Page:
by Adrian-Liviu Dorofte

The new Mercedes-Benz Sprinter: Now safer, more powerful and more efficient than ever

It has given its name to an entire vehicle class – around the world the Mercedes-Benz Sprinter is synonymous with large vans with a permissible gross vehicle weight of 3.5 t. The Sprinter has always been the leader in its class in terms of innovation, and now it is once more demonstrating this to impressive effect: with five new safety systems, engines meeting the future Euro VI emissions standard and a striking look, the new Sprinter is again setting the benchmark. And one thing is clear: with outstandingly low consumption figures of up to 6.3 l/100 km, it is streets ahead when it comes to best-in-class fuel consumption too.

World premiere for new safety systems

Traditionally the Sprinter has been the pioneer for driver assistance systems. In the new Sprinter, five new assistance systems – including some world premieres in the van segment – are helping to reduce the number of accidents even further.

Celebrating their world premiere in the Sprinter are the standard-fit Crosswind Assist, Collision Prevention Assist and Blind Spot Assist. Also new are Highbeam Assist and Lane Keeping Assist. The developers at Mercedes-Benz are convinced that the use of electronic aids in the van segment will have an extremely positive impact on accident statistics.

Crosswind Assist will form part of the standard equipment as a feature of the Electronic Stability Program. The other assistance systems can be ordered as individual extras or logically compiled packages. As a result, each buyer can individually tailor their Sprinter to the respective application.

In addition, Mercedes-Benz has also enhanced the driving dynamics of the Sprinter even further. A lowering of the chassis has helped not only to reduce wind resistance and consumption, but also to further increase road safety and make loading and unloading easier.

World's first van to meet the future Euro VI emissions standard

The new Sprinter is the first van to emerge with a complete engine range which complies with the future Euro VI emissions standard. This means a drastic reduction in emission levels for nitrogen oxide (NOx), hydrocarbons (THC) and particulate matter. The Sprinter achieves the strictest limits with BlueTEC engine technology and SCR technology featuring the injection of AdBlue into the exhaust gas. This has already proven highly effective in several hundred thousand Mercedes-Benz commercial vehicles.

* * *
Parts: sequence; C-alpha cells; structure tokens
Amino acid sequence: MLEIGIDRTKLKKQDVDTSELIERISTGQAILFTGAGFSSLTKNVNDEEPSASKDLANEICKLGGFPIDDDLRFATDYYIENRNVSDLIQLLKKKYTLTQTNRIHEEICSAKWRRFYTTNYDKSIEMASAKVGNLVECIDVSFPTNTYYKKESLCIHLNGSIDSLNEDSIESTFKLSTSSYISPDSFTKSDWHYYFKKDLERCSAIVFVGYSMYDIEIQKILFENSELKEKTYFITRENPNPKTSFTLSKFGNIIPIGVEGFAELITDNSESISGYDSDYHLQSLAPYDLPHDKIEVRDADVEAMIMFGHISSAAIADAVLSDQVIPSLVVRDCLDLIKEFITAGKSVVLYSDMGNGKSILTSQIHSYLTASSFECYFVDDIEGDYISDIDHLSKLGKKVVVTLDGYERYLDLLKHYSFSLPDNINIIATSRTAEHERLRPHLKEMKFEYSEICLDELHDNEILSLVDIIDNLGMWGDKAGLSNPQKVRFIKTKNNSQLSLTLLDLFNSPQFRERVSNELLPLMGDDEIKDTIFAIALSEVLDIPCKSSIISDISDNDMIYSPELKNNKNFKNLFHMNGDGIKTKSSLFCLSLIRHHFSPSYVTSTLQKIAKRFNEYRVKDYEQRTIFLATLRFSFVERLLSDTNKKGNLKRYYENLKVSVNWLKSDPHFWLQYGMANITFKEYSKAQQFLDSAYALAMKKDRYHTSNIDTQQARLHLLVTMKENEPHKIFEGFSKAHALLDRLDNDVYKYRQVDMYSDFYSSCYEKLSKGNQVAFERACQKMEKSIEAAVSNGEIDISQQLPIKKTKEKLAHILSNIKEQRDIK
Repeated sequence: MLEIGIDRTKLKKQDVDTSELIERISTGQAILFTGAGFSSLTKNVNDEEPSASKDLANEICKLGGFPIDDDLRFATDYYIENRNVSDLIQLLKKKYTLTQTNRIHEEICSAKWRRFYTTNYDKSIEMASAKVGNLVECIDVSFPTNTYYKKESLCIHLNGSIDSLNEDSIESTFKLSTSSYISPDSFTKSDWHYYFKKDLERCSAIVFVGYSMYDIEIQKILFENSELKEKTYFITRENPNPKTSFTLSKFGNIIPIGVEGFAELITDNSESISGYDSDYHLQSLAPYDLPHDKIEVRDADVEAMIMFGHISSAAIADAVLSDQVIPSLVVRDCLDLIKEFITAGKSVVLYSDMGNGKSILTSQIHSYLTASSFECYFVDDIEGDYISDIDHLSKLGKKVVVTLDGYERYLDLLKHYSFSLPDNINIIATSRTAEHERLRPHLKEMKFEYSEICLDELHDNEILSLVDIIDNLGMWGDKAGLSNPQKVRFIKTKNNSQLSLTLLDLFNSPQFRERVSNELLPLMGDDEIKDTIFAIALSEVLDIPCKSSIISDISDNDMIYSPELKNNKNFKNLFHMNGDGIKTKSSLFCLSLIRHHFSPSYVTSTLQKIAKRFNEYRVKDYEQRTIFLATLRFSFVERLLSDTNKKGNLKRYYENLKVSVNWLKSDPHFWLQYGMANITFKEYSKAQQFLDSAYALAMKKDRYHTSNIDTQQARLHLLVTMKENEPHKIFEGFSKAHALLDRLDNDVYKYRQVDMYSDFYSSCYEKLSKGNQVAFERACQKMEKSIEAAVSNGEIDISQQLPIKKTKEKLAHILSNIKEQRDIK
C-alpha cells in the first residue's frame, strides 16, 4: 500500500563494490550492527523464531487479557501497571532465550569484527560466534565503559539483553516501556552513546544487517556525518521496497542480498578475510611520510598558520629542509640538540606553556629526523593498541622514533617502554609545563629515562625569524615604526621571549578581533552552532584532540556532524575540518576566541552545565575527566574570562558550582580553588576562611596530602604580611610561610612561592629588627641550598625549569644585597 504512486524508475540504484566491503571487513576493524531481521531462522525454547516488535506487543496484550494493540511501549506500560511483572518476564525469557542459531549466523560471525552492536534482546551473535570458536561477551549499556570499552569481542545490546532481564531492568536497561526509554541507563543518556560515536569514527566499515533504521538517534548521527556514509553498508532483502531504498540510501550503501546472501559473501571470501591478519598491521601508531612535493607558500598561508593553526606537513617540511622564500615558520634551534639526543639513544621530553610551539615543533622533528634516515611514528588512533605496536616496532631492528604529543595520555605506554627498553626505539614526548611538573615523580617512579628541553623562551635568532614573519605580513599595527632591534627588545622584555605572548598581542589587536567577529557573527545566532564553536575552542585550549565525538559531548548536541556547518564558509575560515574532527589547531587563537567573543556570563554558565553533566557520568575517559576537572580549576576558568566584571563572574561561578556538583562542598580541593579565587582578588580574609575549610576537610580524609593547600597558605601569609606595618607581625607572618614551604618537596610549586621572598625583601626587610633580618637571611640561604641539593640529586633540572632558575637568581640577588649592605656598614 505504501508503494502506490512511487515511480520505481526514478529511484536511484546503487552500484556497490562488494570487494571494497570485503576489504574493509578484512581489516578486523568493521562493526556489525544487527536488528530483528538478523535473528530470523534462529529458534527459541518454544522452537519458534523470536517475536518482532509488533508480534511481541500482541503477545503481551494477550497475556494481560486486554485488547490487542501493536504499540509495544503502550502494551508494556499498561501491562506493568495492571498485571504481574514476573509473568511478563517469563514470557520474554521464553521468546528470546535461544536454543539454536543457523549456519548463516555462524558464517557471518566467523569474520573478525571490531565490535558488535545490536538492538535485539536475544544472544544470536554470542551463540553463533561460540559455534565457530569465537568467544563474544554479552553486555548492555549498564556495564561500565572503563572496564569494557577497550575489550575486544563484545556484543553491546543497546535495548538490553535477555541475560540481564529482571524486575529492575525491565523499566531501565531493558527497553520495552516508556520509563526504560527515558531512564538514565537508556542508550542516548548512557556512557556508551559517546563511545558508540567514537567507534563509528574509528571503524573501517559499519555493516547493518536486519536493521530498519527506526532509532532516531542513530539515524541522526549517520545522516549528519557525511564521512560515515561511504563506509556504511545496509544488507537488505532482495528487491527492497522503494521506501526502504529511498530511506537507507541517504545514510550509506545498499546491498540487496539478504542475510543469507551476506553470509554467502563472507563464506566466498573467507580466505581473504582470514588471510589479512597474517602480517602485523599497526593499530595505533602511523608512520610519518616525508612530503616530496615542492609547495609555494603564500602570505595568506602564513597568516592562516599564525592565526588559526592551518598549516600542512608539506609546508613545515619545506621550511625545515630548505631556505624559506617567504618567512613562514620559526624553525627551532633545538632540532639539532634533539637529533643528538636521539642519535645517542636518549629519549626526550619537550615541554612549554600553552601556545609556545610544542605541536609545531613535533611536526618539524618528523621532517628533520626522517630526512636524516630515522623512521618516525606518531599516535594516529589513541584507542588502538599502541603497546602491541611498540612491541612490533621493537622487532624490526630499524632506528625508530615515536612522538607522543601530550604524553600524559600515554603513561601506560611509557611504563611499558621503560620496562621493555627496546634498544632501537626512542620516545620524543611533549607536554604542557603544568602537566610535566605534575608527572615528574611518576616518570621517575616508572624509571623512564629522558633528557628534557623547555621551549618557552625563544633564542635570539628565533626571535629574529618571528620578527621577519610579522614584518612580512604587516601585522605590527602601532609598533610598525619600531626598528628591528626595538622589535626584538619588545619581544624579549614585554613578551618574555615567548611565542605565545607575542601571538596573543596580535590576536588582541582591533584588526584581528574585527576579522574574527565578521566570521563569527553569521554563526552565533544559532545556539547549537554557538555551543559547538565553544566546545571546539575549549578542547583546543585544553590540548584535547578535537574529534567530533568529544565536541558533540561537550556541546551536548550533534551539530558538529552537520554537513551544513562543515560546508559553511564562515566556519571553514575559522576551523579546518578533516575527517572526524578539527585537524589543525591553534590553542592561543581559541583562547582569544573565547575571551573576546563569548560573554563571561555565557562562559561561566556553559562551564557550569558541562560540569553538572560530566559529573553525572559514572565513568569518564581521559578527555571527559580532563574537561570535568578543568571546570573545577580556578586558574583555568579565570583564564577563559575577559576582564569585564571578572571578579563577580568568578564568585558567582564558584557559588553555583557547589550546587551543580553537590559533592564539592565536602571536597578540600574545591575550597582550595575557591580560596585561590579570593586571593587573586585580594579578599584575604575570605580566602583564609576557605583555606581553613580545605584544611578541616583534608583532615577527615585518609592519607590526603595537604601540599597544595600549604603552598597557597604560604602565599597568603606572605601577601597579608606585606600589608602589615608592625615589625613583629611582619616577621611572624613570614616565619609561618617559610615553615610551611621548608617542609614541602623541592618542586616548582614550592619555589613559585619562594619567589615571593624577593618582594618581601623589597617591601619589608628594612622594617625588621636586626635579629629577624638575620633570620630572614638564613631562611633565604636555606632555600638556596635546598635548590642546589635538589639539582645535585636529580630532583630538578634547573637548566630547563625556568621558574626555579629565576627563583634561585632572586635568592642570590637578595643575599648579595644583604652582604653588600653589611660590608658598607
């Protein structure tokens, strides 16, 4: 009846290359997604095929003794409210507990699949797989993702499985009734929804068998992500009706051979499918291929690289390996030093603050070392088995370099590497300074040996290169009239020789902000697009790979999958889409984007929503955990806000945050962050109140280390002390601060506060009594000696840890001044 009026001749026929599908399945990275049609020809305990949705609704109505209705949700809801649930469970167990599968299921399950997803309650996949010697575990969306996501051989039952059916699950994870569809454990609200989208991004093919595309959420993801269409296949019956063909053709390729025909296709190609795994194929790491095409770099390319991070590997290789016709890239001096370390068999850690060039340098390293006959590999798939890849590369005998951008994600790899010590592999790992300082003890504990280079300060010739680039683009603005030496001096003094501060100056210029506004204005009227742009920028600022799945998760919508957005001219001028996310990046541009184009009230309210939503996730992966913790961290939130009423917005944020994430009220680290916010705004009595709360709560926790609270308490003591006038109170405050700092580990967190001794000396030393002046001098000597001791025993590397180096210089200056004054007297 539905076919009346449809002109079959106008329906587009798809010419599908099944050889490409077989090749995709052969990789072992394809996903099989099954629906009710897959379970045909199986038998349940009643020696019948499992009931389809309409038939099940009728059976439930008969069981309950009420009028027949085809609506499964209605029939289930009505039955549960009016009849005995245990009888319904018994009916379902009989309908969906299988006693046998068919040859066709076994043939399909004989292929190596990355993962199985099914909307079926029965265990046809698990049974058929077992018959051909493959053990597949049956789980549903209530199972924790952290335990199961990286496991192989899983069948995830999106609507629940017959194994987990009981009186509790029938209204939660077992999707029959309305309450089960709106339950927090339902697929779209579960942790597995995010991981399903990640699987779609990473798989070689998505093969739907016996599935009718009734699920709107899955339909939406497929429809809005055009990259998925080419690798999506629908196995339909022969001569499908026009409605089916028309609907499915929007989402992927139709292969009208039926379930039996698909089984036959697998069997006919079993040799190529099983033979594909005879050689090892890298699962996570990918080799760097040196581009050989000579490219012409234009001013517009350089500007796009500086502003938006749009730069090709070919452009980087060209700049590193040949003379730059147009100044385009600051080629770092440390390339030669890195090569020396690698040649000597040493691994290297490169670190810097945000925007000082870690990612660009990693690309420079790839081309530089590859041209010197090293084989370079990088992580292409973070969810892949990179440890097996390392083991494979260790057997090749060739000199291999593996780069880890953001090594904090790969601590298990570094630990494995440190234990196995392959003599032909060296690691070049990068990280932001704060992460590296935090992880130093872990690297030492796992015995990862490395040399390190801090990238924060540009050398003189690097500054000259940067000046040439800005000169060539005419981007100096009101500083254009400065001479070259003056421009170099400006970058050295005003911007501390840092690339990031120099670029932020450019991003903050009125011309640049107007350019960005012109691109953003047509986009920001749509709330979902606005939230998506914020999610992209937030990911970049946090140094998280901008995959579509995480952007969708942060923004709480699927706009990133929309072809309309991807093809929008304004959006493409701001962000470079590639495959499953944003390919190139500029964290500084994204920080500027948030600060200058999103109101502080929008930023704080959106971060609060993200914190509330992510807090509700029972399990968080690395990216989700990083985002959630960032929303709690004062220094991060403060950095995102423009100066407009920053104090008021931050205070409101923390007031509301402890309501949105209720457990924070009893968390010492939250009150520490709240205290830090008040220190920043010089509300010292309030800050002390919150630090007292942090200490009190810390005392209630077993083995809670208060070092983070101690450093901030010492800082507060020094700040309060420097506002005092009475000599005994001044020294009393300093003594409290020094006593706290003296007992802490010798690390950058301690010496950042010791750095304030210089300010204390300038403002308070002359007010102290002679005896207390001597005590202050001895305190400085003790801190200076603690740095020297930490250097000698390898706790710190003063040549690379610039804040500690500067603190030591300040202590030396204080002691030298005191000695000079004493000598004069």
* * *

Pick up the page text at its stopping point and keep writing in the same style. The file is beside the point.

The performance offered by the diesel engine range remains unchanged: it comprises four and six-cylinder engines spanning outputs from 70 kW (95 hp) to 140 kW (190 hp).

The developers have made use of the additional exhaust gas aftertreatment to optimise injection characteristics, the combustion process and the charge pressure. This results in low fuel consumption and quieter combustion. In addition, the drive assemblies and ancillary components have been consistently tuned for low consumption. This has been applied in terms of the transmission, rear axle and also intelligent alternator management.

As an alternative to the diesel engines, the Mercedes-Benz Sprinter is also available with a supercharged four-cylinder petrol engine with direct injection. It produces 115 kW (156 hp) from a displacement of 1.8 l. There is also a natural gas variant based on this engine offering identical output.

Power transmission is taken care of by either the six-speed ECO Gear manual transmission or the seven-speed 7G-TRONIC PLUS automatic transmission with torque converter, the only one of its kind to be used in a van.

The most economical van in its class

The combination of the highly economical diesel engines, optimised drive train, ancillary equipment and the BlueEFFICIENCY plus package results in combined fuel consumption of at least 6.3 l/100 km – a sensational new record figure for the Sprinter's vehicle class. But it is not only this which makes the new Sprinter an economic miracle: its standard specification in Europe now also includes the ASSYST maintenance computer. This helps to extends the already long maintenance intervals yet again, to as much as 60,000 km.

Exterior and interior receive further upgrades

Visually, the new Sprinter also makes a clear-cut and striking impression. In keeping with the current Mercedes-Benz design line, the radiator grille appears more upright and self-assured. The three radiator louvres are swept back and perforated. This not only underscores the dynamic impression, but at the same time also increases the air flow. The brand's hallmark radiator grille is made more striking thanks to a bevelled surround.

The headlamps feature sharper contours, and a particularly striking feature is the masking of the reflector housings which divides the headlamps into individual segments. The new bonnet is higher, resulting in improved protection for pedestrians, and the bumper features a more pronounced shape. The detailed attention paid to the design on its underside makes it reminiscent of an SUV. From the rear, the new Sprinter is still recognisable from its two-compartment tail lights.

The indisputably exemplary interior has been upgraded even further. New seat upholstery and a new cover provide for enhanced comfort, the steering wheel features better grip with a thick rim, and the fresh air vents are embellished with chrome applications. The shift lever knob sports a new design too.